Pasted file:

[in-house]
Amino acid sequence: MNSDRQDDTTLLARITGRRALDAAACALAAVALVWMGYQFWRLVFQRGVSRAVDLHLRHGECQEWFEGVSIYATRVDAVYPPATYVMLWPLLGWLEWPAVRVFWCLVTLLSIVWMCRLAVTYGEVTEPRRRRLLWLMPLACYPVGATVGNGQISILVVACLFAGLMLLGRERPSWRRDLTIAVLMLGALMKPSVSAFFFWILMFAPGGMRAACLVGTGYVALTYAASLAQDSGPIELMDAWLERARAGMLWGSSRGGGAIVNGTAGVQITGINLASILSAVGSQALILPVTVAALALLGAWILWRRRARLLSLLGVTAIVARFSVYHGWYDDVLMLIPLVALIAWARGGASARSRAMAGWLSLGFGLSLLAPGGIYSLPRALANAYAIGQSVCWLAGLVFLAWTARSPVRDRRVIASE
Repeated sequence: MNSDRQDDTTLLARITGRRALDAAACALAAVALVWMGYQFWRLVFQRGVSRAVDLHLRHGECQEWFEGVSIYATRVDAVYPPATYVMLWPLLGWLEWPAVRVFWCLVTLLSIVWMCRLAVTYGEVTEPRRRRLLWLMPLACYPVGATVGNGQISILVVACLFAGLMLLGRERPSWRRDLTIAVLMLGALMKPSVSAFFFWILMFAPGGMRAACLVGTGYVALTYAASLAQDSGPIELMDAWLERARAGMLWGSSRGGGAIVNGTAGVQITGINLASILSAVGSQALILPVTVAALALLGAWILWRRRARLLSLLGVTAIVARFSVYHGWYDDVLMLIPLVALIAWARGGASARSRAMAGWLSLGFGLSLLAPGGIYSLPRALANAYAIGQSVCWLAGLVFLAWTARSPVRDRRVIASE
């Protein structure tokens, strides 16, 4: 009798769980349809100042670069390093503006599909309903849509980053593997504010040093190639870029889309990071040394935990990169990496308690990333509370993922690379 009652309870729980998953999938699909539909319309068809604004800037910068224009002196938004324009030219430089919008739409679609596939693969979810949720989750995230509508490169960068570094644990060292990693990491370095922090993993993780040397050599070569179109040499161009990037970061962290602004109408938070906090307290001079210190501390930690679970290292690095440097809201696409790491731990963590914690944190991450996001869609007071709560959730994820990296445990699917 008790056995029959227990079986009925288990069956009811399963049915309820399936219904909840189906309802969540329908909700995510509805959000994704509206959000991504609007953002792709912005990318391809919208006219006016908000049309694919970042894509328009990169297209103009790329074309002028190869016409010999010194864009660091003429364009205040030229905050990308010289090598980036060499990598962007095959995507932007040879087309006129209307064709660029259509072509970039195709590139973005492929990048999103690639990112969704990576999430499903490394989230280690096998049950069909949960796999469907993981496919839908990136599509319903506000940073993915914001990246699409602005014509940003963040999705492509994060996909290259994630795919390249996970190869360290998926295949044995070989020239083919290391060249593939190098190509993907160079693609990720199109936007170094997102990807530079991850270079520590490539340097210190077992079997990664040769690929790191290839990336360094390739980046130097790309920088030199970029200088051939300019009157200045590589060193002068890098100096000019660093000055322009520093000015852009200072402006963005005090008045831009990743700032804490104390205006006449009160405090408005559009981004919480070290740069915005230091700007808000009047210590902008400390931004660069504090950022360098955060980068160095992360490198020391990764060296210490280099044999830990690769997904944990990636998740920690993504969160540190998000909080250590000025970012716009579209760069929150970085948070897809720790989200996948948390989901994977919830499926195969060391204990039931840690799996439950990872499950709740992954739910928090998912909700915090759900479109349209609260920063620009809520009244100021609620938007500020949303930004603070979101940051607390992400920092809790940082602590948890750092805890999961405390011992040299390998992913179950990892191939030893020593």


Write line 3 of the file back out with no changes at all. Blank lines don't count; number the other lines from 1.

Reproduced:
Repeated sequence: MNSDRQDDTTLLARITGRRALDAAACALAAVALVWMGYQFWRLVFQRGVSRAVDLHLRHGECQEWFEGVSIYATRVDAVYPPATYVMLWPLLGWLEWPAVRVFWCLVTLLSIVWMCRLAVTYGEVTEPRRRRLLWLMPLACYPVGATVGNGQISILVVACLFAGLMLLGRERPSWRRDLTIAVLMLGALMKPSVSAFFFWILMFAPGGMRAACLVGTGYVALTYAASLAQDSGPIELMDAWLERARAGMLWGSSRGGGAIVNGTAGVQITGINLASILSAVGSQALILPVTVAALALLGAWILWRRRARLLSLLGVTAIVARFSVYHGWYDDVLMLIPLVALIAWARGGASARSRAMAGWLSLGFGLSLLAPGGIYSLPRALANAYAIGQSVCWLAGLVFLAWTARSPVRDRRVIASE